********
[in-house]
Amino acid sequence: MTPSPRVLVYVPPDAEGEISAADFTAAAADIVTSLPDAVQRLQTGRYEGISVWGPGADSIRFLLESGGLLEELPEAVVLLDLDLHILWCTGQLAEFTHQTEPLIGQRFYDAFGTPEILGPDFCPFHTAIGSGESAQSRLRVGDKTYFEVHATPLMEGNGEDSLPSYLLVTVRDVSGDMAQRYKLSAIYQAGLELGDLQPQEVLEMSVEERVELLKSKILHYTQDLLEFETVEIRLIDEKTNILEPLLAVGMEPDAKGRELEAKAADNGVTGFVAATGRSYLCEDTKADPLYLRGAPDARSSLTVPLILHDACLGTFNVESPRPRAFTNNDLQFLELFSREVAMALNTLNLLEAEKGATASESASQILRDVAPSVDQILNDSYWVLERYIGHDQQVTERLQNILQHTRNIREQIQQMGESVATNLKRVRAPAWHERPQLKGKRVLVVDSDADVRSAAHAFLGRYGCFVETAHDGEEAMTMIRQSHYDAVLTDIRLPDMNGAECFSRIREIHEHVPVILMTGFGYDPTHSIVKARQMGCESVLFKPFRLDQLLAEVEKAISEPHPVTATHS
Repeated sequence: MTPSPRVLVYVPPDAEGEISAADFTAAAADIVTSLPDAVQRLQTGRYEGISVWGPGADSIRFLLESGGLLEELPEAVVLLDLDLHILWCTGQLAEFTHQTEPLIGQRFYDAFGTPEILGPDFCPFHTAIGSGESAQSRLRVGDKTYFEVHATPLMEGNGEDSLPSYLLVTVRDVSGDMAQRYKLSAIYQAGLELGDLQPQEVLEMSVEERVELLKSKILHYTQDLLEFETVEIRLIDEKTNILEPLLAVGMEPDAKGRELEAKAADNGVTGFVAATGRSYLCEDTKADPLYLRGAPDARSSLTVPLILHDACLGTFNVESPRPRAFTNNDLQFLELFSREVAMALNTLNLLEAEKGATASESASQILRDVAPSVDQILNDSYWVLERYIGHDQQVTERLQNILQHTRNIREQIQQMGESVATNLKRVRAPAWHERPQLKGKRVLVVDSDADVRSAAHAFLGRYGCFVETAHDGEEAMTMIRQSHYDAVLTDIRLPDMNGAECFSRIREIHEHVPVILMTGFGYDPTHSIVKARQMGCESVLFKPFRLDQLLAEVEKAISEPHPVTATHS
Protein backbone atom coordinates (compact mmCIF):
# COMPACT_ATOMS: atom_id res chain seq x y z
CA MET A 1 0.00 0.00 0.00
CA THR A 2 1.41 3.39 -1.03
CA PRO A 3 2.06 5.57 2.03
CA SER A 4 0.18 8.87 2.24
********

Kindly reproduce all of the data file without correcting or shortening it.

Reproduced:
[in-house]
Amino acid sequence: MTPSPRVLVYVPPDAEGEISAADFTAAAADIVTSLPDAVQRLQTGRYEGISVWGPGADSIRFLLESGGLLEELPEAVVLLDLDLHILWCTGQLAEFTHQTEPLIGQRFYDAFGTPEILGPDFCPFHTAIGSGESAQSRLRVGDKTYFEVHATPLMEGNGEDSLPSYLLVTVRDVSGDMAQRYKLSAIYQAGLELGDLQPQEVLEMSVEERVELLKSKILHYTQDLLEFETVEIRLIDEKTNILEPLLAVGMEPDAKGRELEAKAADNGVTGFVAATGRSYLCEDTKADPLYLRGAPDARSSLTVPLILHDACLGTFNVESPRPRAFTNNDLQFLELFSREVAMALNTLNLLEAEKGATASESASQILRDVAPSVDQILNDSYWVLERYIGHDQQVTERLQNILQHTRNIREQIQQMGESVATNLKRVRAPAWHERPQLKGKRVLVVDSDADVRSAAHAFLGRYGCFVETAHDGEEAMTMIRQSHYDAVLTDIRLPDMNGAECFSRIREIHEHVPVILMTGFGYDPTHSIVKARQMGCESVLFKPFRLDQLLAEVEKAISEPHPVTATHS
Repeated sequence: MTPSPRVLVYVPPDAEGEISAADFTAAAADIVTSLPDAVQRLQTGRYEGISVWGPGADSIRFLLESGGLLEELPEAVVLLDLDLHILWCTGQLAEFTHQTEPLIGQRFYDAFGTPEILGPDFCPFHTAIGSGESAQSRLRVGDKTYFEVHATPLMEGNGEDSLPSYLLVTVRDVSGDMAQRYKLSAIYQAGLELGDLQPQEVLEMSVEERVELLKSKILHYTQDLLEFETVEIRLIDEKTNILEPLLAVGMEPDAKGRELEAKAADNGVTGFVAATGRSYLCEDTKADPLYLRGAPDARSSLTVPLILHDACLGTFNVESPRPRAFTNNDLQFLELFSREVAMALNTLNLLEAEKGATASESASQILRDVAPSVDQILNDSYWVLERYIGHDQQVTERLQNILQHTRNIREQIQQMGESVATNLKRVRAPAWHERPQLKGKRVLVVDSDADVRSAAHAFLGRYGCFVETAHDGEEAMTMIRQSHYDAVLTDIRLPDMNGAECFSRIREIHEHVPVILMTGFGYDPTHSIVKARQMGCESVLFKPFRLDQLLAEVEKAISEPHPVTATHS
Protein backbone atom coordinates (compact mmCIF):
# COMPACT_ATOMS: atom_id res chain seq x y z
CA MET A 1 0.00 0.00 0.00
CA THR A 2 1.41 3.39 -1.03
CA PRO A 3 2.06 5.57 2.03
CA SER A 4 0.18 8.87 2.24